DetailsArmadillo _Designed by DarynFinney ( http://www.thingiverse.com/thing:350206 ) _Armadillo (family Dasypodidae), any of various armoured mammals found mainly in tropical and subtropical regions of Central and South America. Most of the 20 species inhabit open areas, such as grasslands, but some also live in forests. All armadillos possess a set of plates called the carapace that covers much of the body, including the head and, in most species, the legs and tail. In all but one species the carapace is nearly hairless. The carapace is made of bony transverse bands covered with tough scales that are derived from skin tissue. The three-, six-, and nine-banded armadillos are named for the number of movable bands in their armour. Only one species, the nine-banded armadillo (Dasypus novemcinctus), is found in the United States. Its range has expanded into several southern states since it was first observed in Texas during the 1800s. Eight-banded individuals of this species are common in some regions. Southernmost armadillo species include the pichi (Zaedyus pichiy), a common resident of Argentine Patagonia, and the larger hairy armadillo (Chaetophractus villosus), which ranges far into southern Chile. _Armadillo is a Spanish word meaning “little armored one” and refers to the bony plates that cover the back, head, legs, and tail of most of these odd looking creatures. Armadillos are the only living mammals that wear such shells. _Contrary to popular belief, not all armadillos are able to encase themselves in their shells. In fact, only the three-banded armadillo can, curling its head and back feet and contorting its shell into a hard ball that confounds would-be predators.Armadillos live in temperate and warm habitats, including rain forests, grasslands, and semi-deserts. Because of their low metabolic rate and lack of fat stores, cold is their enemy, and spates of intemperate weather can wipe out whole populations. _Most species dig burrows and sleep prolifically, up to 16 hours per day, foraging in the early morning and evening for beetles, ants, termites, and other insects. They have very poor eyesight, and utilize their keen sense of smell to hunt. Strong legs and huge front claws are used for digging, and long, sticky tongues for extracting ants and termites from their tunnels. In addition to bugs, armadillos eat small vertebrates, plants, and some fruit, as well as the occasional carrion meal. _Population numbers of nearly all species are threatened by habitat loss and over-hunting. Many cultures in the Americas consume armadillo flesh, which is said to resemble pork in its flavor and texture. Currently, only the nine-band population is expanding, and some species, including the pink fairy, are threatened.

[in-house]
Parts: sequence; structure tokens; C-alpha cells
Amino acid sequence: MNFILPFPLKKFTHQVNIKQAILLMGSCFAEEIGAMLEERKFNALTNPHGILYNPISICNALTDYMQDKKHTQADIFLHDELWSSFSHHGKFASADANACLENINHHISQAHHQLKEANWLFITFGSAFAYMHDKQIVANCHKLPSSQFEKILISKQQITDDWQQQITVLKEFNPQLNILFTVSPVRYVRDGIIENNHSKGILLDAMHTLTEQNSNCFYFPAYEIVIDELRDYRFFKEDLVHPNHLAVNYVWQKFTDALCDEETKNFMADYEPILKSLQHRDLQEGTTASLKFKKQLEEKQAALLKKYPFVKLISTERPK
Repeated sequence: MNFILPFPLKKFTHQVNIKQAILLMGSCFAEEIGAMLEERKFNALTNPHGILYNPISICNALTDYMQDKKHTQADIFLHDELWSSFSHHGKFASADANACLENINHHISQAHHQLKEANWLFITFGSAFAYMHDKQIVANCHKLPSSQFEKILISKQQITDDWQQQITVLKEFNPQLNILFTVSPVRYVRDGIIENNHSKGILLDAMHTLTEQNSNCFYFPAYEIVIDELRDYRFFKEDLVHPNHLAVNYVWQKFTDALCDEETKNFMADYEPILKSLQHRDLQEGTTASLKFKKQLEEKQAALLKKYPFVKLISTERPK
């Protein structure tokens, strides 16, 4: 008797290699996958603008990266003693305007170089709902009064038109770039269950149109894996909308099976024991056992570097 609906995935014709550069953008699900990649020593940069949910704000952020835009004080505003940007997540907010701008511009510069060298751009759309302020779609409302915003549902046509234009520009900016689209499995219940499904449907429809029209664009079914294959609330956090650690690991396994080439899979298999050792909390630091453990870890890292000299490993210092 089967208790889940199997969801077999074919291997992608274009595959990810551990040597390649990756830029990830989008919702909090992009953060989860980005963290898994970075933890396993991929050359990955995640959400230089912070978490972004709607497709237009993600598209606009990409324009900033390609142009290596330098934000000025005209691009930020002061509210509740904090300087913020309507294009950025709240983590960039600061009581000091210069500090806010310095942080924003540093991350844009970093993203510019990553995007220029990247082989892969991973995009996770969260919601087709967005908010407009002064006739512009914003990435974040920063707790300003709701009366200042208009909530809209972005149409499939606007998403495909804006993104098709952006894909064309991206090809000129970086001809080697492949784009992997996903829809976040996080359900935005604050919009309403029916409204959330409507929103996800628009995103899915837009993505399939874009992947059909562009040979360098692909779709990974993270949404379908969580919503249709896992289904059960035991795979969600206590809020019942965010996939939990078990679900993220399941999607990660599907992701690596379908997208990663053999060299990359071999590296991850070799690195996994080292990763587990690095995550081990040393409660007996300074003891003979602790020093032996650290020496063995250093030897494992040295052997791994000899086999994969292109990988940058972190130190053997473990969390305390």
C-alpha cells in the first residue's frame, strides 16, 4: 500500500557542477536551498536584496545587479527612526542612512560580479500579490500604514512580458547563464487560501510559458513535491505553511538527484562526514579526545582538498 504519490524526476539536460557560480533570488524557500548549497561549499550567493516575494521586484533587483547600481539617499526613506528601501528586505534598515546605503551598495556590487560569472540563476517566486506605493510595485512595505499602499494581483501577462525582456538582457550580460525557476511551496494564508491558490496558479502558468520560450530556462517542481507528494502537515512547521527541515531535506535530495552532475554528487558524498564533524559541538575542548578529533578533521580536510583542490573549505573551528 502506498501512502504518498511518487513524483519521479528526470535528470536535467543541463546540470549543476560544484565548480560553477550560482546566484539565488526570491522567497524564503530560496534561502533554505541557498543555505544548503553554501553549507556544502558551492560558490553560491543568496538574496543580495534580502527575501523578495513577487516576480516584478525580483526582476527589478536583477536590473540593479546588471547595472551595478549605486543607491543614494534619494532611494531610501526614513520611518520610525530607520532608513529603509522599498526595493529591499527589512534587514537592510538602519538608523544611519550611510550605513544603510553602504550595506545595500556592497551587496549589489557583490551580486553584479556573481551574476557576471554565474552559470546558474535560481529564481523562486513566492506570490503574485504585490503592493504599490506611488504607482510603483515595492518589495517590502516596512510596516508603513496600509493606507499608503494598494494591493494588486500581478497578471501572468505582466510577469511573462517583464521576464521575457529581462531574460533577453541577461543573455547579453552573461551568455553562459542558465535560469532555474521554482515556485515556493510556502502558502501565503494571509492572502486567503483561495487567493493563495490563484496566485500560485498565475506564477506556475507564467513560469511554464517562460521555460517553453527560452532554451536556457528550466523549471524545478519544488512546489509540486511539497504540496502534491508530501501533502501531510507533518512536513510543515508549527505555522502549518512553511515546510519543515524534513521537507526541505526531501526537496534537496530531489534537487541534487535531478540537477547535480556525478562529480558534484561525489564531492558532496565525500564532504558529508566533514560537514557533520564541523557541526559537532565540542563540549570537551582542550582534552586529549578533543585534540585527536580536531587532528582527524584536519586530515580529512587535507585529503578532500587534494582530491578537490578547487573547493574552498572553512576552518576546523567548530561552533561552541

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SKU 10000344 Length [mm] 100.84 Width [mm] 60 Height [mm] 68.11 Volume [cm³] 159.2 Area [cm²] 182.22